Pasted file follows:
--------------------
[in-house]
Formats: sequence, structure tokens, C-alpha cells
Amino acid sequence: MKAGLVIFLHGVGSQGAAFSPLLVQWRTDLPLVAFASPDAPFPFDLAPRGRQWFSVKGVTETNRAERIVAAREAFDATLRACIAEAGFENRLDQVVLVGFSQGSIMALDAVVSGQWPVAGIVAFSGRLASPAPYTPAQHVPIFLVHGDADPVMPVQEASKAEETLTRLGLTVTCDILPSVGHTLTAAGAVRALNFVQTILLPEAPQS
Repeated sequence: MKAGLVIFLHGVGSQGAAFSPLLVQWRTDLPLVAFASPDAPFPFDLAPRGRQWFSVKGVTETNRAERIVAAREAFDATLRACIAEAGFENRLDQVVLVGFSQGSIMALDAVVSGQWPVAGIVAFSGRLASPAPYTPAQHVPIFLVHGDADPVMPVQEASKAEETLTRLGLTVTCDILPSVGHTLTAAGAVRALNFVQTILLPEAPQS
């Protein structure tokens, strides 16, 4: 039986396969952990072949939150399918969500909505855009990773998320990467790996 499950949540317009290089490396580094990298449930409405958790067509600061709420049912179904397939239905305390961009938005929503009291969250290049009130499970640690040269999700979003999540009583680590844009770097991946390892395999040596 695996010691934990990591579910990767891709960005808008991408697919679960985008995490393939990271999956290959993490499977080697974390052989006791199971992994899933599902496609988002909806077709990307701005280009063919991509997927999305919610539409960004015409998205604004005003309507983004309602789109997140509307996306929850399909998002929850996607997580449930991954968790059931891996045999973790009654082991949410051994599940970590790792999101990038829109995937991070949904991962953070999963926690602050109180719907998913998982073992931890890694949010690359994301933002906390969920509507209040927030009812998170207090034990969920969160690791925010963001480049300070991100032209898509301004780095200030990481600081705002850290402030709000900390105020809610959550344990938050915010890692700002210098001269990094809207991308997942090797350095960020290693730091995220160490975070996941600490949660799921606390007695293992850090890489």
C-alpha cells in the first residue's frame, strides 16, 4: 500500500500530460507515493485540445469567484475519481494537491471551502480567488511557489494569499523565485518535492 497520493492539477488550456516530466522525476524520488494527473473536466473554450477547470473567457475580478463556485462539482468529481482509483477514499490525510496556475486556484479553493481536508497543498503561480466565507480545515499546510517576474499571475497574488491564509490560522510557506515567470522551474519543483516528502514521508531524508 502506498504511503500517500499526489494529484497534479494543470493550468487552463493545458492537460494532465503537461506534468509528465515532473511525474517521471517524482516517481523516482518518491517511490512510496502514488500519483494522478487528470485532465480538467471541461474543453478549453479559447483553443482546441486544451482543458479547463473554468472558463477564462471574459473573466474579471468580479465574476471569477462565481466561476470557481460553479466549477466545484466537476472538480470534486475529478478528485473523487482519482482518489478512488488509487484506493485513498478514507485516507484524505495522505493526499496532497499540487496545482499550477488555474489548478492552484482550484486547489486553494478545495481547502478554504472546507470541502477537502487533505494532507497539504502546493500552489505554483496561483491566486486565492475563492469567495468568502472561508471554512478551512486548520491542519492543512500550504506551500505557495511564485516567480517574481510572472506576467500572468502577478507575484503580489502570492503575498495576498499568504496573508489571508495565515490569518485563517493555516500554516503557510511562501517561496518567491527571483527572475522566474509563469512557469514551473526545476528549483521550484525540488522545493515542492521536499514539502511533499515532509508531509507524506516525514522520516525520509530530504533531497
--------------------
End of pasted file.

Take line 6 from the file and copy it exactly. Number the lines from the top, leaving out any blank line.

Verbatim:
C-alpha cells in the first residue's frame, strides 16, 4: 500500500500530460507515493485540445469567484475519481494537491471551502480567488511557489494569499523565485518535492 497520493492539477488550456516530466522525476524520488494527473473536466473554450477547470473567457475580478463556485462539482468529481482509483477514499490525510496556475486556484479553493481536508497543498503561480466565507480545515499546510517576474499571475497574488491564509490560522510557506515567470522551474519543483516528502514521508531524508 502506498504511503500517500499526489494529484497534479494543470493550468487552463493545458492537460494532465503537461506534468509528465515532473511525474517521471517524482516517481523516482518518491517511490512510496502514488500519483494522478487528470485532465480538467471541461474543453478549453479559447483553443482546441486544451482543458479547463473554468472558463477564462471574459473573466474579471468580479465574476471569477462565481466561476470557481460553479466549477466545484466537476472538480470534486475529478478528485473523487482519482482518489478512488488509487484506493485513498478514507485516507484524505495522505493526499496532497499540487496545482499550477488555474489548478492552484482550484486547489486553494478545495481547502478554504472546507470541502477537502487533505494532507497539504502546493500552489505554483496561483491566486486565492475563492469567495468568502472561508471554512478551512486548520491542519492543512500550504506551500505557495511564485516567480517574481510572472506576467500572468502577478507575484503580489502570492503575498495576498499568504496573508489571508495565515490569518485563517493555516500554516503557510511562501517561496518567491527571483527572475522566474509563469512557469514551473526545476528549483521550484525540488522545493515542492521536499514539502511533499515532509508531509507524506516525514522520516525520509530530504533531497